After a beloved pet dies, we find it hard to accept; but what about young children? How do we explain the death of a pet and help them deal with the reality and emotions?
This can be a very sensitive issue and should be handled with care and honesty. Since children’s emotional maturity and imagination change from one age to another, it is important to handle the subject of death appropriately for each age.
In this article we provide some suggestions and helpful hints how to handle this.
First and foremost, at what ever age, tell your children the truth. According to Marty Tously, a bereavement counselor for the Pet Grief Support Service, “Honesty is the best policy…this means using the actual words — death and dying.”
She goes onto to explain that it’s ok to explain the permanence of death, but do it gently and try not to confuse what dying actually means.” It’s important for you to know where your child’s mental maturity and cognitive development is at, because this plays a large role in how you explain the process of death and words you choose to use.
For example, in an article written by Alex Lieber “Explaining Pet Loss to Children – The 6’s Do’s and Don’ts” she reports that Tously recommends the following guidelines:
- Under 2: A child can feel and respond to a pet’s death, based on the reaction of those around him or her, and picks up the stress felt by family members
- 2 to 5: The child will miss the animal as a playmate, but not necessarily as a love object. They will see death as a temporary state, and may regress in their behavior (e.g., thumb sucking).
- 5 to 9: Children begin to perceive death as permanent, but they may indulge in “magical thinking,” believing that death can be defied or bargained with. This is also the period when children recognize a correlation between what they think and what actually happens.
- 10 and up: Children generally understand that all living things will eventually die, and that death is total. Understanding and accepting are two different things, however. They may go through the normal stages of grief that grownups do: denial, bargaining, anger, guilt, depression and acceptance.
When it comes to the actual “Dos and Don’ts”, the number one “don’t” is do not lie. Using phrases like “fluffy went away” or “fluffy was put to sleep” can cause resentment and confusion.
These euphemisms can also cause traumatic anxiety in a child. To use the example of “fluffy was put to sleep”, a child may suffer from a sleep anxiety due to the thought that the same thing might happen to them.
Here are Tously’s 6 “Dos and Don’ts” taken from Alex Lieber’s article: “Explaining Pet Loss to Children – The 6’s Do’s and Don’ts”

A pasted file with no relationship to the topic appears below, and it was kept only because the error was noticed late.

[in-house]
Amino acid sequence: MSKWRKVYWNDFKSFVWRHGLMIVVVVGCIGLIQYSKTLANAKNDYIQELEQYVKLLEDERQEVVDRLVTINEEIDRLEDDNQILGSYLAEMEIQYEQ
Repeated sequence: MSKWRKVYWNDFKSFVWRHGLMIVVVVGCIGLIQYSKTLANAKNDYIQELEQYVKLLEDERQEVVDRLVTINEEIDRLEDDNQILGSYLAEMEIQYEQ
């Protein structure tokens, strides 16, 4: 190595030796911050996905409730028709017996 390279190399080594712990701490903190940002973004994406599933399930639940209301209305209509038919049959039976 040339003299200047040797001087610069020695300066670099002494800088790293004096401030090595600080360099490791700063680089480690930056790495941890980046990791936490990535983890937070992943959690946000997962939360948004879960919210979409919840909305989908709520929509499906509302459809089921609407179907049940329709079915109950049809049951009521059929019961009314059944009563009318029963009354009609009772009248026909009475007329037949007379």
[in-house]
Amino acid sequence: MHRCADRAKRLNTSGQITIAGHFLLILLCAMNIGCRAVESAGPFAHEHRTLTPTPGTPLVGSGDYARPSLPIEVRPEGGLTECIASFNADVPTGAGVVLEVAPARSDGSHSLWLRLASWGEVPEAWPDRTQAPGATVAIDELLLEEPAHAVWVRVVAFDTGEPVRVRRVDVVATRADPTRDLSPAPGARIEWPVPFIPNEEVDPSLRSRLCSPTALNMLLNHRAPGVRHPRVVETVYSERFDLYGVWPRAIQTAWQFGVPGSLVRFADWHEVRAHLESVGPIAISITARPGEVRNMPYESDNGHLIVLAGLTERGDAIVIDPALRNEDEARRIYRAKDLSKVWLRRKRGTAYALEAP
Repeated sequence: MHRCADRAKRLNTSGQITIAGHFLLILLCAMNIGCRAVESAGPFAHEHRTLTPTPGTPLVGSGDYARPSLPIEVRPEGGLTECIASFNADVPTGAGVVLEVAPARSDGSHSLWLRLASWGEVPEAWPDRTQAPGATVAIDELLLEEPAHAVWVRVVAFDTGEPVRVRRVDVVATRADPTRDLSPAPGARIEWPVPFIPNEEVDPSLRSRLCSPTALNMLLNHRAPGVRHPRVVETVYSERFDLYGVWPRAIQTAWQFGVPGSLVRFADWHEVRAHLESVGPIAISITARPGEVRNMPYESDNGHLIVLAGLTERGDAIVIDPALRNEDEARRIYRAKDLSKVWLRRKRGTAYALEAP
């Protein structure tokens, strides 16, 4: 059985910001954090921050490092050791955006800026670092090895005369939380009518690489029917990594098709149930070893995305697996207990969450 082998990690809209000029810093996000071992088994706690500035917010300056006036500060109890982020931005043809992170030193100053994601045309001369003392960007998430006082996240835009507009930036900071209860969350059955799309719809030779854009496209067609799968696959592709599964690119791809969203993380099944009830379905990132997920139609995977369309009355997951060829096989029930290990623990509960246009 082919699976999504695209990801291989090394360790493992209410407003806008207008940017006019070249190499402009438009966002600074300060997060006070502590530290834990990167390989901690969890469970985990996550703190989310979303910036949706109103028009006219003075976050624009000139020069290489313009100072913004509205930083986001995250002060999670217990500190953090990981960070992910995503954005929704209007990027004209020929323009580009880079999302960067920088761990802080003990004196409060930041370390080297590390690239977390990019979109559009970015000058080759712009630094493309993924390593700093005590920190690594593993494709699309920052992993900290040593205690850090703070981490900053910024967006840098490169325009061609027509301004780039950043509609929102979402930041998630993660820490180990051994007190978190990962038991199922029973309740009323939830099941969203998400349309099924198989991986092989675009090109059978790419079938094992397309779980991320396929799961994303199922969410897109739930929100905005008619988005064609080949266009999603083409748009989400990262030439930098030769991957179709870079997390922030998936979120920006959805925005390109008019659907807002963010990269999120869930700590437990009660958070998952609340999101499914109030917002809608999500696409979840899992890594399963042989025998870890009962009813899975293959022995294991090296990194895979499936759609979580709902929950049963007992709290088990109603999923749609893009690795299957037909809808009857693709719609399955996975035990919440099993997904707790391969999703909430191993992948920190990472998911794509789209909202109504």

- Be open and honest. This includes the pet’s health and euthanasia. The child needs to be told as soon as possible by the parent. Some children want to be present during euthanasia and most will be very curious about the process. You should answer their questions during this time. Some veterinarians are firmly against it having children present; but others say it depends on the child’s age and maturity. A veterinarian can help the parent explain why euthanasia may be the most humane option, and answer any questions a child may have.
- Make sure the child understands what “dying” means. Explain that the animal’s body stopped working. It is important for the child to know that the pet has died and will not be coming back.
- Be available to let your child discuss his/her feelings about what happened. You may want to hold your own service to memorialize the pet and to say goodbye formally. Some people may spread the pet’s ashes after cremation or plant trees in a special spot. Others bury the pet in a cemetery so the family can visit. Encourage your child to show his/her feelings by talking or writing about the fun times they had with their pet.
- Show your own feelings. This tells the child that the pet was special and that they are not grieving alone. You can also encourage your child to open up, which can help the healing process.
- Tell your child’s teachers about the loss, so they will understand why your child is behaving differently.
- Don’t blame the veterinarian. Some parents, especially those who fear explaining euthanasia to their children, find it easier to lay it all on the vet. This is not only unfair to the veterinarian, but potentially harmful to the child. He or she may grow up distrusting veterinarians and, by extension, doctors and other medical professionals.
The last thing to remember is that we as parents, grandparents, and friends should not try to ease the child’s pain by immediately buying another pet. Give your child some time; they are much more resilient than we give them credit for. We also don’t want the child to think that the pet, who is a member of our family, is so quickly replaceable.
Remember that grief affects us all differently. Give your child time to honor, remember, and mourn their friend/family member. This is a sensitive time for all involved.
Christine Johnson is General Manger of Eden Memorial Pet Care, which specializes in pet cremation services. As the daughter of a veterinarian, she finds her passion in helping people, especially those who have recently experienced the loss of a dog, cat or other pet.
Copyright 2006 Christine Johnson. All rights reserved.